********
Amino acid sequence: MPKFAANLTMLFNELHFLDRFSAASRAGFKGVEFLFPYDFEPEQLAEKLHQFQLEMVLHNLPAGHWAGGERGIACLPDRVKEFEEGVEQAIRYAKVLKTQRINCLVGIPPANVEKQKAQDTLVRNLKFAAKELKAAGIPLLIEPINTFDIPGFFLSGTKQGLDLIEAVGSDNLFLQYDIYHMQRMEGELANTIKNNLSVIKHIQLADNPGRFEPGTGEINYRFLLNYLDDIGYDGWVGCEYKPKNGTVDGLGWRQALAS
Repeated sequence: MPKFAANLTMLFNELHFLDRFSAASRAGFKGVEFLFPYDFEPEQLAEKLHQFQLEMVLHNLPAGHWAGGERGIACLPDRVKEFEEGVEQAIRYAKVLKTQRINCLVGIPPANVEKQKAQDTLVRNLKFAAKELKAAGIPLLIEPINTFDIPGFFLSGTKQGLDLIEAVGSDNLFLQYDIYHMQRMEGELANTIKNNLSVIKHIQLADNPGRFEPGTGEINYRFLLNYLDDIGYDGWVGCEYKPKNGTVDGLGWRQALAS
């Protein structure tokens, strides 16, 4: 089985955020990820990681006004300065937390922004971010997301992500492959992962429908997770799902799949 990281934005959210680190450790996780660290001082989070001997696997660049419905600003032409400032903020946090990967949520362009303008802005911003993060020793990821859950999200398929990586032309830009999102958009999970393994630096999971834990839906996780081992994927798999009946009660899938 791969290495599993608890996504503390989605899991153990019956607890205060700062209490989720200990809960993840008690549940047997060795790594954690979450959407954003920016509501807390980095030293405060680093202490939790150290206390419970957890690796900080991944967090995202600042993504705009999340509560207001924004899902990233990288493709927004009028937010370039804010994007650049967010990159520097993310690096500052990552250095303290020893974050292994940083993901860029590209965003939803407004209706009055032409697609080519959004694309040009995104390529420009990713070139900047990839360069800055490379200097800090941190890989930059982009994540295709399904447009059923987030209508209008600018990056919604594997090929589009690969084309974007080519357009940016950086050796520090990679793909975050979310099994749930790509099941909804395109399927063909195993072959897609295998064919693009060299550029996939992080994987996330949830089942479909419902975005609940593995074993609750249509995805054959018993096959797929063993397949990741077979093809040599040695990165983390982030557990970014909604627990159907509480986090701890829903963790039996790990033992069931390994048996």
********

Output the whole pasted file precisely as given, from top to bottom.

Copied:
Amino acid sequence: MPKFAANLTMLFNELHFLDRFSAASRAGFKGVEFLFPYDFEPEQLAEKLHQFQLEMVLHNLPAGHWAGGERGIACLPDRVKEFEEGVEQAIRYAKVLKTQRINCLVGIPPANVEKQKAQDTLVRNLKFAAKELKAAGIPLLIEPINTFDIPGFFLSGTKQGLDLIEAVGSDNLFLQYDIYHMQRMEGELANTIKNNLSVIKHIQLADNPGRFEPGTGEINYRFLLNYLDDIGYDGWVGCEYKPKNGTVDGLGWRQALAS
Repeated sequence: MPKFAANLTMLFNELHFLDRFSAASRAGFKGVEFLFPYDFEPEQLAEKLHQFQLEMVLHNLPAGHWAGGERGIACLPDRVKEFEEGVEQAIRYAKVLKTQRINCLVGIPPANVEKQKAQDTLVRNLKFAAKELKAAGIPLLIEPINTFDIPGFFLSGTKQGLDLIEAVGSDNLFLQYDIYHMQRMEGELANTIKNNLSVIKHIQLADNPGRFEPGTGEINYRFLLNYLDDIGYDGWVGCEYKPKNGTVDGLGWRQALAS
């Protein structure tokens, strides 16, 4: 089985955020990820990681006004300065937390922004971010997301992500492959992962429908997770799902799949 990281934005959210680190450790996780660290001082989070001997696997660049419905600003032409400032903020946090990967949520362009303008802005911003993060020793990821859950999200398929990586032309830009999102958009999970393994630096999971834990839906996780081992994927798999009946009660899938 791969290495599993608890996504503390989605899991153990019956607890205060700062209490989720200990809960993840008690549940047997060795790594954690979450959407954003920016509501807390980095030293405060680093202490939790150290206390419970957890690796900080991944967090995202600042993504705009999340509560207001924004899902990233990288493709927004009028937010370039804010994007650049967010990159520097993310690096500052990552250095303290020893974050292994940083993901860029590209965003939803407004209706009055032409697609080519959004694309040009995104390529420009990713070139900047990839360069800055490379200097800090941190890989930059982009994540295709399904447009059923987030209508209008600018990056919604594997090929589009690969084309974007080519357009940016950086050796520090990679793909975050979310099994749930790509099941909804395109399927063909195993072959897609295998064919693009060299550029996939992080994987996330949830089942479909419902975005609940593995074993609750249509995805054959018993096959797929063993397949990741077979093809040599040695990165983390982030557990970014909604627990159907509480986090701890829903963790039996790990033992069931390994048996």